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The Battle Over Autonomous Killing Machines

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The Robattle, seven tons of semi-autonomous machine with sensors and a gun.

Should the algorithms used to make automated battlefield decisions be subject to review and inspection?

Credit: Israel Aerospace Industries

From sticks and stones to cannonballs and laser guided missiles, warfare has always hinged on gaining a competitive advantage. In the digital age, vanquishing the enemy is taking on new dimensions and risks, as artificial intelligence, robotic soldiers, and lethal autonomous weapon systems (LAWS) are rapidly marching onto the battlefield.

These systems not only change warfare, they change the way we think about armed conflicts, and the ethics and morality surrounding them. "Machines that make automated decisions in warfare have been around for some time. But when the decisions involve human life, the ethical and moral concerns are magnified," says Peter Asaro, an associate professor at the New School, an affiliate scholar at Stanford University's Center for Internet and Society, and co-founder of the International Committee for Robot Arms Control.

Right now, there are more questions than answers. Should lethal autonomous weapon systems be programmed to strike and kill without direct human oversight? If so, when and how? Should the algorithms used to make automated battlefield decisions be subject to review and inspection? If so, by whom? And how can countries prevent such weapons from falling into the hands of rogue nations and terrorists?

Unfriendly Fire

The appeal of autonomous "intelligent" weapons and AI isn't difficult to understand. The quest for military superiority increasingly focuses on digital technology. In fact, many existing systems—from controls on fighter jets to computer guided missile systems—already rely on algorithms to remove humans from the decision-making loop.

"Humans get tired, have judgment issues, wind up with feelings of vengeance and sometimes don't follow rules of engagement," says John Arquilla, distinguished professor of defense analysis for the U.S. Naval Postgraduate School. "Automatons have the potential to create less collateral damage than human soldiers."

Arquilla is not alone in believing we have reached an inflection point with autonomous offensive weapons, and the stakes are about to become much greater. The ability to use robots, drones, even insect-size devices to maim and kill is rapidly taking shape. The once-futuristic idea of robot armies and drone swarms is now stepping beyond the realm of science fiction.

"The question, I believe, isn't whether we should use AI and automation on the battlefield, it's how, when, and where we should we use it," observes Moshe Vardi, professor of computer science at Rice University. "We really need to understand what autonomous means. If the initial order came from a human but the attack is carried out by a machine, what separation of time makes it autonomous? Five minutes, 50 minutes, five days? Right now, the concept is incredibly vague."

Kill the Switch?

It isn't difficult to imagine a dystopian future where automated drone strikes become the norm—and autonomous assassinations of top military and political leaders take place. There's also a fear that robotized armies could lead to more conflicts…and more aggressive conflicts. Finally, many observers worry that that autonomous weapons could reveal flaws in programming—or wind up hacked—and attack the wrong targets, including civilians. "We're talking about life and death, so the level of accuracy must be incredibly high," Asaro says.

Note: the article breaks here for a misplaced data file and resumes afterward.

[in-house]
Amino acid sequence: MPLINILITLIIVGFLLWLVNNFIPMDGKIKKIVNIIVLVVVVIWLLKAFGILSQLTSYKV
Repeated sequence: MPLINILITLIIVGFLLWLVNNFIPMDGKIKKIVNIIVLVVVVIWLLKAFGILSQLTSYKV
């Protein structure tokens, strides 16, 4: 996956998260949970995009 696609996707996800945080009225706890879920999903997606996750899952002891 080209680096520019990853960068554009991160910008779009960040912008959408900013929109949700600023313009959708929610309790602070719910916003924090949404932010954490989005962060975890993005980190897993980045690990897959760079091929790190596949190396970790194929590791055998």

This leads to another series of questions: How do you distinguish civilians from insurgents when combatants wear civilian clothing? How do you differentiate tanks from buses? How do you prevent human biases from becoming embedded in AI systems, including things like gender, age, racial characteristics, and the types of clothing people wear? How do you prevent automated escalations if both sides are using these weapons? "These systems are not moral or legal agents, and thus cannot be legitimately delegated the responsibility for making such decisions," Asaro contends.

Public concern is clear: a 2019 Ipsos poll found that 61% of people across 26 countries oppose LAWS systems, and 66% believe they cross a moral line that machines should not kill humans. Meanwhile, the United Nations is pushing to update international law and is considering a treaty to ban them. So far, 28 governments support a complete ban—although China, Russia, and the U.S. remain notably absent. In addition, more than 4,500 AI professionals have publicly stated they support a ban on offensive autonomous weapons, and upwards of 130 non-governmental organizations NGOs have publicly stated their opposition to fully autonomous weapons.

Nevertheless, autonomous weapons technology is advancing. "There's no practical way to avoid the research, development, and use of AI and robotics in military settings, or among rogue groups," Arquilla says. "The problem we now face is one where technology has outstripped current ethics and international law. Ultimately, we have to understand the optimal role of machines and humans working together in warfare."

Vardi believes the debate ultimately must move beyond simplistic pro and con arguments and tackle the moral and practical issues that have existed since the beginning of people…and warfare. "Everyone agrees there is a red line, but we haven't gotten to the point where we can agree on what it is," he argues. "Saying that we can perfect the programming so a robot can kill ethically is very questionable. Defining accuracy, autonomy, and what is acceptable is an extremely complicated task."

Samuel Greengard is an author and journalist based in West Linn, OR, USA.


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